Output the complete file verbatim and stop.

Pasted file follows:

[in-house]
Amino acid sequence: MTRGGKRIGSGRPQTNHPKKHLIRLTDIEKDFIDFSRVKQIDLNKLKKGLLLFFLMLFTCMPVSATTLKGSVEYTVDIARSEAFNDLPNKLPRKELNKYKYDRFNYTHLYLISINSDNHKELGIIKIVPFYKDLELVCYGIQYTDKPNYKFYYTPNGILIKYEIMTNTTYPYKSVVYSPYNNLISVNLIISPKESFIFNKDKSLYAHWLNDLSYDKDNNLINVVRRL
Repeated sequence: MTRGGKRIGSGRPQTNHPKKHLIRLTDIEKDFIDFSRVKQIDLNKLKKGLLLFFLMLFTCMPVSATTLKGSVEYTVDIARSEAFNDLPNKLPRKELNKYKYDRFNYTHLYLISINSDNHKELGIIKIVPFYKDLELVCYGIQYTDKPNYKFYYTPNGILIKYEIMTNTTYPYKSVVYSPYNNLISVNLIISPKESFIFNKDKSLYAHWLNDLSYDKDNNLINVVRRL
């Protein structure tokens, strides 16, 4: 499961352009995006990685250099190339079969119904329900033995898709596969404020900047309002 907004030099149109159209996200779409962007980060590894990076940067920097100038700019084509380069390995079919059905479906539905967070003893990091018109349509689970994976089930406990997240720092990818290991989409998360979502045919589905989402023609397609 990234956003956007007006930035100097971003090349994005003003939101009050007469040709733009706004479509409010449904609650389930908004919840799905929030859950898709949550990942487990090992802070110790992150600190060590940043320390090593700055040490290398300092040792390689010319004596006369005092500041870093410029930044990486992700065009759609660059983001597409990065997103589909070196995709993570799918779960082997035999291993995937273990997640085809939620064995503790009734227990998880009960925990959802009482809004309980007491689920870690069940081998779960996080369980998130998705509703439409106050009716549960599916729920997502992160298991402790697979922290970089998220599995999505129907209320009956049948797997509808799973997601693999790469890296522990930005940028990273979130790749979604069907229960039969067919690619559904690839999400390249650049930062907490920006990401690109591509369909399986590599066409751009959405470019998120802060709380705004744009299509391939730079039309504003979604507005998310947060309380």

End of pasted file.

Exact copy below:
[in-house]
Amino acid sequence: MTRGGKRIGSGRPQTNHPKKHLIRLTDIEKDFIDFSRVKQIDLNKLKKGLLLFFLMLFTCMPVSATTLKGSVEYTVDIARSEAFNDLPNKLPRKELNKYKYDRFNYTHLYLISINSDNHKELGIIKIVPFYKDLELVCYGIQYTDKPNYKFYYTPNGILIKYEIMTNTTYPYKSVVYSPYNNLISVNLIISPKESFIFNKDKSLYAHWLNDLSYDKDNNLINVVRRL
Repeated sequence: MTRGGKRIGSGRPQTNHPKKHLIRLTDIEKDFIDFSRVKQIDLNKLKKGLLLFFLMLFTCMPVSATTLKGSVEYTVDIARSEAFNDLPNKLPRKELNKYKYDRFNYTHLYLISINSDNHKELGIIKIVPFYKDLELVCYGIQYTDKPNYKFYYTPNGILIKYEIMTNTTYPYKSVVYSPYNNLISVNLIISPKESFIFNKDKSLYAHWLNDLSYDKDNNLINVVRRL
């Protein structure tokens, strides 16, 4: 499961352009995006990685250099190339079969119904329900033995898709596969404020900047309002 907004030099149109159209996200779409962007980060590894990076940067920097100038700019084509380069390995079919059905479906539905967070003893990091018109349509689970994976089930406990997240720092990818290991989409998360979502045919589905989402023609397609 990234956003956007007006930035100097971003090349994005003003939101009050007469040709733009706004479509409010449904609650389930908004919840799905929030859950898709949550990942487990090992802070110790992150600190060590940043320390090593700055040490290398300092040792390689010319004596006369005092500041870093410029930044990486992700065009759609660059983001597409990065997103589909070196995709993570799918779960082997035999291993995937273990997640085809939620064995503790009734227990998880009960925990959802009482809004309980007491689920870690069940081998779960996080369980998130998705509703439409106050009716549960599916729920997502992160298991402790697979922290970089998220599995999505129907209320009956049948797997509808799973997601693999790469890296522990930005940028990273979130790749979604069907229960039969067919690619559904690839999400390249650049930062907490920006990401690109591509369909399986590599066409751009959405470019998120802060709380705004744009299509391939730079039309504003979604507005998310947060309380």